Genre: Progressive Thrash
Label: Nuclear Blast Records
Sepultura’s legacy in the metal world is undisputable, they are pioneers of extreme music and they have been a top thrash band for years. Since the departure of Max Cavalera in 1996 and his brother Igor in 2006 they became a different band, not so successful, but with a distinctive course. And since Andreas Kisser still remains the songwriting force, this is a guarantee to be always interested to see what this legend is up to each time they release a record.
Well, this time he got us by surprise. There is an obvious aura of change and progress throughout the album, save “I Am The Enemy” which is a typical fast Green-era song, not bad, but nothing special or new. “Machine Messiah” the song starts slow and with a dark atmosphere, very well crafted and with great solos, but the most important, totally fresh air. An air that continues to breeze through till the end with diverse riffing,song structuresout of the ordinary, and a great vocal performance by Derrick Green, who balances greatly between aggressiveness and enchantment. Sometypical breakdown riffing can be heard in “Phantom Self”, which was also chosen for the video clip of the album, but apart from that the album impressed me with each song and with a spectrum of sounds and elements so diverse that Dream Theater can coexist with AlukTodoloand Messhugah(I can’t believe I am writing those band names in a Sepultura review…), along with some classic Sepultura bridges, passages and melodies. And this new approach is excellent exactly because it totally breaks off of whatever the band has tried in the past. “Dante XXI” or “A-Lex” may have also been dark and a bit progressive, but this is a full on scale surprise and it is gladly appreciated. Riffs, solos, drum themes, classic parts, all work in favour of the complexity of an album that is a winner the more you listen to it.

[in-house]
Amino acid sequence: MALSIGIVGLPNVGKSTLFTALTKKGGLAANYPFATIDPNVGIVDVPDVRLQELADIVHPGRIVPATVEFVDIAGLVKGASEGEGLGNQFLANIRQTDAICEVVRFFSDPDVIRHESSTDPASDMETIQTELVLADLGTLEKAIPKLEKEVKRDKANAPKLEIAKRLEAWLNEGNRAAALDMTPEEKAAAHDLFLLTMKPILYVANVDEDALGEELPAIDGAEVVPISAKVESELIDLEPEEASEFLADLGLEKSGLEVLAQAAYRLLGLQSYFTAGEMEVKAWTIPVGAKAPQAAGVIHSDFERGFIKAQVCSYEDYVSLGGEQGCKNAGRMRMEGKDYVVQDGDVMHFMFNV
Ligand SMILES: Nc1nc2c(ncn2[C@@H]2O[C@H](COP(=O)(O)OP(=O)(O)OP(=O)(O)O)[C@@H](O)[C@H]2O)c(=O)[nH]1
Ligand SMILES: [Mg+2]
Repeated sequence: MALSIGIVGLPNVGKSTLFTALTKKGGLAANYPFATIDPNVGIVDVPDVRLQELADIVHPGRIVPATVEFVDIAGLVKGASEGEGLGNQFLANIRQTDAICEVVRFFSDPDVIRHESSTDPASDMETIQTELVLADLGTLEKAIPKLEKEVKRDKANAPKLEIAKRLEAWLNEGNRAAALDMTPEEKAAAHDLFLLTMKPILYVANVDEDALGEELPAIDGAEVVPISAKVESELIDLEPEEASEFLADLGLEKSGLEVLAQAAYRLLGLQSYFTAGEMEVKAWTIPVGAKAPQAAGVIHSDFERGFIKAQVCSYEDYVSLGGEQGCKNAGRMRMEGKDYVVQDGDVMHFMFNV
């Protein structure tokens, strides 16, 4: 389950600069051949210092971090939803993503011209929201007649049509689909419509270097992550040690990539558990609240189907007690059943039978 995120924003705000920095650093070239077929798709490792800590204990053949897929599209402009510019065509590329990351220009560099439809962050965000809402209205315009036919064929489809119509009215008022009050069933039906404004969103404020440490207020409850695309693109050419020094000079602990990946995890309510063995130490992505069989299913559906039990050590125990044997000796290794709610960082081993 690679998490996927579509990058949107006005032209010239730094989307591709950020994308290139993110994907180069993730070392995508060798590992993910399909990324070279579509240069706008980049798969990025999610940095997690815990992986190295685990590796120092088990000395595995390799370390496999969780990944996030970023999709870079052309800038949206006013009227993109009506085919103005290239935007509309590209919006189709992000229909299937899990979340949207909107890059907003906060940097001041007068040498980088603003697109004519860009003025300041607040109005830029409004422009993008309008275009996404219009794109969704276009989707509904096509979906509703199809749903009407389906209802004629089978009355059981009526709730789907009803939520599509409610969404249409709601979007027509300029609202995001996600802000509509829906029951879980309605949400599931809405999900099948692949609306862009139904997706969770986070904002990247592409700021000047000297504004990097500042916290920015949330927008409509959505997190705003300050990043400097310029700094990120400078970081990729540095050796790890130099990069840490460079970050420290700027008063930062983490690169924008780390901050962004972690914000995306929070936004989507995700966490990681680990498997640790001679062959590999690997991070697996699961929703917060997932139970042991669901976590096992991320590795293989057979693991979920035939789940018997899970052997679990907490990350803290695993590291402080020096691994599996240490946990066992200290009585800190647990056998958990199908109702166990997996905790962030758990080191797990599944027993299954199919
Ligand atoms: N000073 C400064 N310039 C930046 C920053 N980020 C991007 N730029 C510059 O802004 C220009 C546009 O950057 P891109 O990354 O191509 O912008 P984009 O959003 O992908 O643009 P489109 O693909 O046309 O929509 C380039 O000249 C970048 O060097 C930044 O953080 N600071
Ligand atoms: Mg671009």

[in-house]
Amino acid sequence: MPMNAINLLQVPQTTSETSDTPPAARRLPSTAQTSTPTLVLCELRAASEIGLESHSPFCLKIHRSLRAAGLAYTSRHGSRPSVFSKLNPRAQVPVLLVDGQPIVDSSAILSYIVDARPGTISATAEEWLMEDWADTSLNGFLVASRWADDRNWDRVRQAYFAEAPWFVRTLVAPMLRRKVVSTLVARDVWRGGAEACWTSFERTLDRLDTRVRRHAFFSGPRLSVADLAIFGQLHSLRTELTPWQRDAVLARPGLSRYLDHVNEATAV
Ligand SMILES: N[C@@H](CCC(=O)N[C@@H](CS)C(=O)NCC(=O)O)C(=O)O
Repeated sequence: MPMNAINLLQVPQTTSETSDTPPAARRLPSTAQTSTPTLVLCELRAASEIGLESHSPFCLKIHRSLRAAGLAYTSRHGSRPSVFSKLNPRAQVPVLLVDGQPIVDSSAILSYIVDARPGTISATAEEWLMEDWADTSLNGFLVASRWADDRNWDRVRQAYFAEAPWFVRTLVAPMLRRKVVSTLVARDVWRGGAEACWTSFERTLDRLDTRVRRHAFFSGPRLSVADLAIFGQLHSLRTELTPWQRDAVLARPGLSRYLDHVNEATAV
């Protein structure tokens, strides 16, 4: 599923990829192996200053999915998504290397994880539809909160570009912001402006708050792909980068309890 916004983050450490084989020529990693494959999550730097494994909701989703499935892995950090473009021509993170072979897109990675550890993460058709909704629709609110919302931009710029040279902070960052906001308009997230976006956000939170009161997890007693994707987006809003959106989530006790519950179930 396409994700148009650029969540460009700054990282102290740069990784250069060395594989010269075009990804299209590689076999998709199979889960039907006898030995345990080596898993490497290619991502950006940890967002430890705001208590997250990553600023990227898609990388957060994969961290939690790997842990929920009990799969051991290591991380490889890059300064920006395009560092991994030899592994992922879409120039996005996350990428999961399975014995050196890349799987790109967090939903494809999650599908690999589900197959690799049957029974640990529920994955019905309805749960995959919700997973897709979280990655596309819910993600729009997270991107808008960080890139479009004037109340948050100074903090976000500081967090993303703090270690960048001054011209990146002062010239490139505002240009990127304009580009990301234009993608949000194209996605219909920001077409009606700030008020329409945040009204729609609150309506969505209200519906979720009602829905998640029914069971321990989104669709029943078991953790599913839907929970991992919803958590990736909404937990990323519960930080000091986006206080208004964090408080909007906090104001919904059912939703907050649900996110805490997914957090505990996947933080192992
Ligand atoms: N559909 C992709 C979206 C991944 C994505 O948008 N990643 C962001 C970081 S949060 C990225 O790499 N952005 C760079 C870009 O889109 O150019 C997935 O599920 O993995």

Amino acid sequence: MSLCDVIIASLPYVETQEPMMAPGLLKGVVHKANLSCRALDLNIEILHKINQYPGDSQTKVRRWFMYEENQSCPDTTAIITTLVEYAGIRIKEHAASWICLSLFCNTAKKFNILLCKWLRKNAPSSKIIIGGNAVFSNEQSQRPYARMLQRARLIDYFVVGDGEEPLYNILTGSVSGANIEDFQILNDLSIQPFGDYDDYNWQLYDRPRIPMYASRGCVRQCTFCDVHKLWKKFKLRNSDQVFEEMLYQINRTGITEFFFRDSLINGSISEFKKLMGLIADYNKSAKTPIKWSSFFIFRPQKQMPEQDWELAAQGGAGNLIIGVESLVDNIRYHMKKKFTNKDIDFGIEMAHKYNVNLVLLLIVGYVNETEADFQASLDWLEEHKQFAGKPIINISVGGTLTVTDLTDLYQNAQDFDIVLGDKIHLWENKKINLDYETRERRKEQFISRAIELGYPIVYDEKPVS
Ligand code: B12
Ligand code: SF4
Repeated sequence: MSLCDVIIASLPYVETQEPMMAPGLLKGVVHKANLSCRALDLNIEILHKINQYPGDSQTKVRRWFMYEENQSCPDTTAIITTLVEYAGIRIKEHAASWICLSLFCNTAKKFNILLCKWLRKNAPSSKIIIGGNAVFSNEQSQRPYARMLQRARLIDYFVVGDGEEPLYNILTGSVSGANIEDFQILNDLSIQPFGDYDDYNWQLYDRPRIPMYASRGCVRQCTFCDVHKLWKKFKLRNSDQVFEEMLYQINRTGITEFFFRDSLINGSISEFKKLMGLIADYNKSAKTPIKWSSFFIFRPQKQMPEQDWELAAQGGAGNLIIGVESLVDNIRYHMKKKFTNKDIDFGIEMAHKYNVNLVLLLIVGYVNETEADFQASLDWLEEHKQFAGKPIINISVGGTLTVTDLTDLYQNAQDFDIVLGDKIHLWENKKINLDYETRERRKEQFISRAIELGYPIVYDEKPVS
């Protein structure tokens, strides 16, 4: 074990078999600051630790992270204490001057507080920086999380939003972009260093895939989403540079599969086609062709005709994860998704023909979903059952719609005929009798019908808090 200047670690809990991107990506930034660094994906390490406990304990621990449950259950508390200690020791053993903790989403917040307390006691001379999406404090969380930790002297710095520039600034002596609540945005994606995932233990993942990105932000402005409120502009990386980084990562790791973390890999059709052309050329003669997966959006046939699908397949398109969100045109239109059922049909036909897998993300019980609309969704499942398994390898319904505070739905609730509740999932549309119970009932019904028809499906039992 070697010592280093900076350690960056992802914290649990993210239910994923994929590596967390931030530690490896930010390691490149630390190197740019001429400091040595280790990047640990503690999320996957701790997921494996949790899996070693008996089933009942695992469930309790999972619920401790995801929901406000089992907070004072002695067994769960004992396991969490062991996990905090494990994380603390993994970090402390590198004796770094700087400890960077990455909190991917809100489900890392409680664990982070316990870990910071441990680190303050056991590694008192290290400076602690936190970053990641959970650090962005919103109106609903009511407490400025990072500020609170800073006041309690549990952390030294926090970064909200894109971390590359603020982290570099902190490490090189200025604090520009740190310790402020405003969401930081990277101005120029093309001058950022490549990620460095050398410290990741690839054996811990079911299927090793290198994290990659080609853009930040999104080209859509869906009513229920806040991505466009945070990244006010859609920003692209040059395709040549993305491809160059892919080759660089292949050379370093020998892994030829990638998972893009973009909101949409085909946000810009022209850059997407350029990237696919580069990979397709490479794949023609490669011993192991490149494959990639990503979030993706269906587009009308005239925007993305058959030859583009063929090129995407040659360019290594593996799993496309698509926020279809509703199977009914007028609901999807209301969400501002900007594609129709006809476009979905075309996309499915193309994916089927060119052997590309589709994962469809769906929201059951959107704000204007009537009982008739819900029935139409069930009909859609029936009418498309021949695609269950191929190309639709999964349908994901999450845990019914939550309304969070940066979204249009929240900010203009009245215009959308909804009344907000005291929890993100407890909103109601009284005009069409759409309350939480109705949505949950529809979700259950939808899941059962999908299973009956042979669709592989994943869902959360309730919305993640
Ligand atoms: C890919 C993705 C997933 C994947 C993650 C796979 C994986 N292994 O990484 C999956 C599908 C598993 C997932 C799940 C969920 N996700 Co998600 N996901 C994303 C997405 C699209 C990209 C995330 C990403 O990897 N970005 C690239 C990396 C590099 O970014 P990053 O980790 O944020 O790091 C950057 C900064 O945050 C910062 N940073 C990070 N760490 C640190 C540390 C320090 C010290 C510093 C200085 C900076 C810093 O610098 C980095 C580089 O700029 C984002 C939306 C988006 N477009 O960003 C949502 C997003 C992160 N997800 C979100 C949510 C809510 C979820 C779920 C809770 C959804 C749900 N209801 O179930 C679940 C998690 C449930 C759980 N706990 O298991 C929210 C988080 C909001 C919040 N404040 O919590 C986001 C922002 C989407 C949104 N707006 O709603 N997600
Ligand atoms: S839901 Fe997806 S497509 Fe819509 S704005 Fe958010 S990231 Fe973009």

Special mention should be made to Eloy Casagrande, who is a real asset for the band. The prodigy kid has grown up for good and leads the band with innovative and flawless playing and with his sheer force. On the other hand, Andreas Kisser has polished his talent even more delivering some great guitars on all aspects.Jens Borgen’s production is clean as it fits in those specific songs and arrangements without depriving the band of its dynamics. The cover is a colourful piece of art, a modernized version of “Arise” as it seems and successfully depicts the concept of our current automatized dystopia that the band expresses through its lyrics.
I am pretty sure I have listened to all post-CavaleraSepultura records carefully, but not a single one had the diversity and effectiveness of “Machine Messiah”, therefore I don’t hesitate to say it is their best records since 20 years. I am impressed and happy that the heroes of my youth can still rock, in a much different way than they used to, but so much better than just repeating or trying to revive the glorious days that are long gone.